Republicans pledge to lift COVID restrictions if elected
By Tim Pugmire, Minnesota Public Radio News
Republicans in the Minnesota House and Senate are pledging to lift COVID-19 restrictions on businesses, churches and schools if they’re put in charge next year.
With just over two weeks before Election Day, Senate Majority Leader Paul Gazelka, R-East Gull Lake, and House Minority Leader Kurt Daudt, R-Zimmerman, outlined Monday what they call their “Contract To Open Minnesota.”
Gazelka said he wants schools fully opened across the state, including sports and other extracurricular activities.
“We now trust Minnesotans to look at the data, look at the science, follow the CDC guidelines and live their lives in all of these different areas,” Gazelka said. “So, that’s why we have this commitment.”
Under the contract, church leaders would be allowed to decide how to conduct services. Local communities would be allowed to decide how best to open restaurants and other businesses.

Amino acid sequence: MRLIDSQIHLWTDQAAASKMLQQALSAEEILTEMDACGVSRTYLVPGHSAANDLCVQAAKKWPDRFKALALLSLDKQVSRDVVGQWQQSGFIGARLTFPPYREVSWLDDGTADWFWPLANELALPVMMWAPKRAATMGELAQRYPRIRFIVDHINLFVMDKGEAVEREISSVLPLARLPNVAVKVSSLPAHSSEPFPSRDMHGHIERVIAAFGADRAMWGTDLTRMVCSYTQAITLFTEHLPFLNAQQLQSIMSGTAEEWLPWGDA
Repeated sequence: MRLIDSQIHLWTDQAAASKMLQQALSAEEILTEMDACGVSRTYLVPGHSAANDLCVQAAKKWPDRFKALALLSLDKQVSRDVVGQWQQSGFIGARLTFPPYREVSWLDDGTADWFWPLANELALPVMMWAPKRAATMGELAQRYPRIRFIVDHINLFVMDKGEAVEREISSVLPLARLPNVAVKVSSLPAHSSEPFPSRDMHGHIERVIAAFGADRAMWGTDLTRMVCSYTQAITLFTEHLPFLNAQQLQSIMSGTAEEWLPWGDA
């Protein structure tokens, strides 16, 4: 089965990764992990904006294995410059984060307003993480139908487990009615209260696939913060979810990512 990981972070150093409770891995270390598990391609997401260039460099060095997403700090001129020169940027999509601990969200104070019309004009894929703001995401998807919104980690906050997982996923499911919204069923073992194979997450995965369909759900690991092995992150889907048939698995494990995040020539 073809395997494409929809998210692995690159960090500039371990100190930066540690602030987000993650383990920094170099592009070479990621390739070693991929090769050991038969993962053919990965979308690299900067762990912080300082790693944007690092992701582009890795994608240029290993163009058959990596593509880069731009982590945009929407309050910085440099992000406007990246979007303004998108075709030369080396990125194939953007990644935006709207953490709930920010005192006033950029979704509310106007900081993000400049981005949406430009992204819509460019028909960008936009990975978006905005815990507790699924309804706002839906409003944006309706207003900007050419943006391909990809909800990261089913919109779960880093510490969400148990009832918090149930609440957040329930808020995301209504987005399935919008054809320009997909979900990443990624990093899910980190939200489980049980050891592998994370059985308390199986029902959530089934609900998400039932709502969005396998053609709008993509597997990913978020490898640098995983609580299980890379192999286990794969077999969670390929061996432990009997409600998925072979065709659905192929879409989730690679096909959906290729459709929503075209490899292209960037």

All 201 legislative seats are on the ballot this year. Winning the majority in the House and Senate would allow Republicans to take on DFL Gov. Tim Walz and end the peacetime emergency he first declared back in March to fight COVID-19.
“Democrats unfortunately want just one person, they want Governor Walz to make all of the decisions,” Daudt said.
Democrats who have fought off Republican efforts to scrap the emergency were quick to respond.
Sen. Matt Klein, DFL-Mendota Heights, who is also a medical doctor, took to Twitter to criticize the GOP message.
“It’s terrible advice. It’s anti-science, and it’s an insult to everyone who has experienced a loss this year,” Klein said.
Minnesota DFL Party Chair Ken Martin said the pledge is reckless.
“Make no mistake, the Minnesota Republican Party’s plan to entirely ignore COVID-19 is going to get people killed,” Martin said.
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